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Caring for the Alzheimer's Patient

by Renee Marcus on 10/6/14, 2:05 PM

Alzheimer’s disease is the leading cause of dementia. It’s characterized by memory loss, changed personality and impaired judgment. Often, the responsibility for caring for a loved one falls on a close family member. As ahow to care for alzheimer patients caregiver, this responsibility can take both an emotional and physical toll. As the disease progresses, the family caregiver must cope with a variety of factors like behavioral disorders, wandering, agitation and sleep disturbances.

Psychosocial Interventions for a Family Caregiver

There are a number of psychosocial interventions to help families cope with taking care of a loved one who has Alzheimer’s.

  • Support Groups: With support groups, caregivers can share feelings, learn practical information and gain both emotional and moral support. These support groups can be found through hospitals, senior service organizations and local chapters of the Alzheimer’s Association.

  • Pharmacological Treatment: There are several medications on the market that can help to delay the severity of behavioral symptoms and cognitive impairment for those with Alzheimer’s disease. A family member’s doctor or geriatric psychiatrist will be able to discuss the available drug therapy.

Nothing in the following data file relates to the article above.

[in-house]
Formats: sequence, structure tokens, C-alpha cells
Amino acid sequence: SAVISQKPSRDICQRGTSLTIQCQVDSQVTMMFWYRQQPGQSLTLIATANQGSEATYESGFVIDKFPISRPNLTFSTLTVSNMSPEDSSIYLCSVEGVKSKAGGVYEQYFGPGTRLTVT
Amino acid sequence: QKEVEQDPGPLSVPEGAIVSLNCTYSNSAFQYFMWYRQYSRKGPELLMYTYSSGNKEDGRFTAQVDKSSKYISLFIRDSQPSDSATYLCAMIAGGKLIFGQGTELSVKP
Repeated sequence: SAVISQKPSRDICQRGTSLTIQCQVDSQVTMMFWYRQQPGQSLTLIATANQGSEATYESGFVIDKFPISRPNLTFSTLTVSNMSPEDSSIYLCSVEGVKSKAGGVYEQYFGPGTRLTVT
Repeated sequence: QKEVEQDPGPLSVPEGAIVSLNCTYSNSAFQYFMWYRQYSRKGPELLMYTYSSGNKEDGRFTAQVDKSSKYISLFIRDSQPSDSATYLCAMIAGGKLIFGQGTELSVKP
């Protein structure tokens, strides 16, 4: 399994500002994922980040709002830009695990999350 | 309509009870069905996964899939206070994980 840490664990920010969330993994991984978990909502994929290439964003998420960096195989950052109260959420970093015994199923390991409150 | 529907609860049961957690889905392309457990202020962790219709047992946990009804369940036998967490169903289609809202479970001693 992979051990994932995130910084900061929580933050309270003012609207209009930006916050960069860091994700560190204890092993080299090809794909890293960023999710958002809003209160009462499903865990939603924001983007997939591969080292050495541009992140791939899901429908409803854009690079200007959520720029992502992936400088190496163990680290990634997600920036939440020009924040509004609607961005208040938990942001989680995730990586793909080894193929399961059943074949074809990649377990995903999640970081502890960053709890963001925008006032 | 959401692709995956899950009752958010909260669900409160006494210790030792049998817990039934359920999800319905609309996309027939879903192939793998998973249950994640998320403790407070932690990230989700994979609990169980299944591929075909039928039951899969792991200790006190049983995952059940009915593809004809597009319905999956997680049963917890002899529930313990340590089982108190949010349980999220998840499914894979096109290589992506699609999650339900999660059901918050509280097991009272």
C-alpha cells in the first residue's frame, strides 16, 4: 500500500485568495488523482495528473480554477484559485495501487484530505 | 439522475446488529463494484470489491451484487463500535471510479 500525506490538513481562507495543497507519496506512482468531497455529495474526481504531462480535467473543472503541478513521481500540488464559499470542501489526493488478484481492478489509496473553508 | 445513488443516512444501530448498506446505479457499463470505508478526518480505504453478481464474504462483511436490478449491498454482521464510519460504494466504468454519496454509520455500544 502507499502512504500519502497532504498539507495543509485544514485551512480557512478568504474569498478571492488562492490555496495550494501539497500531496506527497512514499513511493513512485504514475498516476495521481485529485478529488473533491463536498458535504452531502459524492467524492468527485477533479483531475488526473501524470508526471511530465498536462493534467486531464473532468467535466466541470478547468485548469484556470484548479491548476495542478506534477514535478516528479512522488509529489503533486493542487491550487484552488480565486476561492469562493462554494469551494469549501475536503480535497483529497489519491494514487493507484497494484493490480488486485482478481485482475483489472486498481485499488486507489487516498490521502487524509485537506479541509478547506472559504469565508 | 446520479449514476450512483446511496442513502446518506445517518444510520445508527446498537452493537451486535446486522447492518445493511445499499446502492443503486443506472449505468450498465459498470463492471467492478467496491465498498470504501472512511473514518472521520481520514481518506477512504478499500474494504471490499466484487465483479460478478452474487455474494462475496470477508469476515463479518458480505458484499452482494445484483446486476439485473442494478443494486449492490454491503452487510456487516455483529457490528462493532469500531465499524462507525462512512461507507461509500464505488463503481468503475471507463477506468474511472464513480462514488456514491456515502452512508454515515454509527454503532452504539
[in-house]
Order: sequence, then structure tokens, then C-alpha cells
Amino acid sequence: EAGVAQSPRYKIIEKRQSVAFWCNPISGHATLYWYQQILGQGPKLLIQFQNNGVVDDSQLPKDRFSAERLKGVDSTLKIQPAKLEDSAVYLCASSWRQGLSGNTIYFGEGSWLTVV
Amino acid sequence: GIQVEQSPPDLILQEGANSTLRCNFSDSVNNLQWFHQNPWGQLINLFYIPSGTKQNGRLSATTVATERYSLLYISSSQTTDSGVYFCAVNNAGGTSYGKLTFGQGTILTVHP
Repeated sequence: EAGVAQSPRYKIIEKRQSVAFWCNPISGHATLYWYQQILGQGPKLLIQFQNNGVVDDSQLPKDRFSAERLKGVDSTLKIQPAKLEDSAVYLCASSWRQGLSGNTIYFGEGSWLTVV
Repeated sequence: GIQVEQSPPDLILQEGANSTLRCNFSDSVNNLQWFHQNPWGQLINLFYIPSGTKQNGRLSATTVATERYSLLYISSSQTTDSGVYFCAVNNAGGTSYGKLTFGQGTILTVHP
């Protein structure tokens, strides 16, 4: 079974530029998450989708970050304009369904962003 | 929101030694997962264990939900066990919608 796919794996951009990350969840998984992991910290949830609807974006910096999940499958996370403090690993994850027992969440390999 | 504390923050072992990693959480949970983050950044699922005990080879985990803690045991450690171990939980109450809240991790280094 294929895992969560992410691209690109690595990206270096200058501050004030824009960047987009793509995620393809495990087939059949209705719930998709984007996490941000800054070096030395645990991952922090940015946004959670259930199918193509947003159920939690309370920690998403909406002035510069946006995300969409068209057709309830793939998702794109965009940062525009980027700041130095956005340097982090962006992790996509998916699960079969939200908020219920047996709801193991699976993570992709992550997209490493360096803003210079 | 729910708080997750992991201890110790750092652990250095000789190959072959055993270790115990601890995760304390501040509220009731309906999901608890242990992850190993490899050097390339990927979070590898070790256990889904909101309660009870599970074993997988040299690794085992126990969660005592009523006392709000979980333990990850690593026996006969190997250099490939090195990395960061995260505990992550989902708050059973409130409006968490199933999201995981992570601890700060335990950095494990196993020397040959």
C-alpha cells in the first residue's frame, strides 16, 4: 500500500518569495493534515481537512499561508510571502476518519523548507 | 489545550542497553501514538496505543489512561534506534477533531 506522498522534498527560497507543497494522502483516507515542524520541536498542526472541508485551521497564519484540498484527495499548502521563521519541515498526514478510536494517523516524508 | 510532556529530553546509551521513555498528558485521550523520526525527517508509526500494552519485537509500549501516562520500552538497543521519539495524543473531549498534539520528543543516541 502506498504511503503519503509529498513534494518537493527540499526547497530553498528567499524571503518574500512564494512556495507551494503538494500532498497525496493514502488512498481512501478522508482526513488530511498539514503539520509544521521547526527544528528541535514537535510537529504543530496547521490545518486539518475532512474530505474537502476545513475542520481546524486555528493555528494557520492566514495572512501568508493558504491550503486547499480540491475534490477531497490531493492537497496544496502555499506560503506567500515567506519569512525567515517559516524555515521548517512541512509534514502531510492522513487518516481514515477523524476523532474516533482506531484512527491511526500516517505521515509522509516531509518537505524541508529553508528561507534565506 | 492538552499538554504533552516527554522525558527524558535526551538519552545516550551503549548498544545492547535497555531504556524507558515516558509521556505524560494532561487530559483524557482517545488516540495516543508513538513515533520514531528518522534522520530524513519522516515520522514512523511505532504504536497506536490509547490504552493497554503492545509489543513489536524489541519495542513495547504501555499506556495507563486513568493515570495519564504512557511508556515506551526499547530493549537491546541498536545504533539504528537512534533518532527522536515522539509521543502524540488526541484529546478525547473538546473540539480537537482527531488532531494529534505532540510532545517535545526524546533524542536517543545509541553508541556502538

• Long-Term Care: Often, it becomes necessary for a caregiver to seek a long-term care facility for their loved one. If a loved one is placed in a nursing home, geriatric psychiatrists, psychologists and licensed counselors may provide group and family counseling, individual therapy or support groups. These services often help the caregiver and family deal with feelings of grief, anxiety and guilt.

  • Recreational and Art Therapies: Recreational therapies include simple games, group activities and exercises. Often, these types of stimulation can help control behavioral problems. Art therapies like coloring, dance, drawing and listening to music provides the Alzheimer’s patient with a creative outlet to express emotion. Art therapies provide a decrease in agitation, mood improvement, intellectual stimulation and improved motor skills.

 

Dementia Training For Long-term care staff

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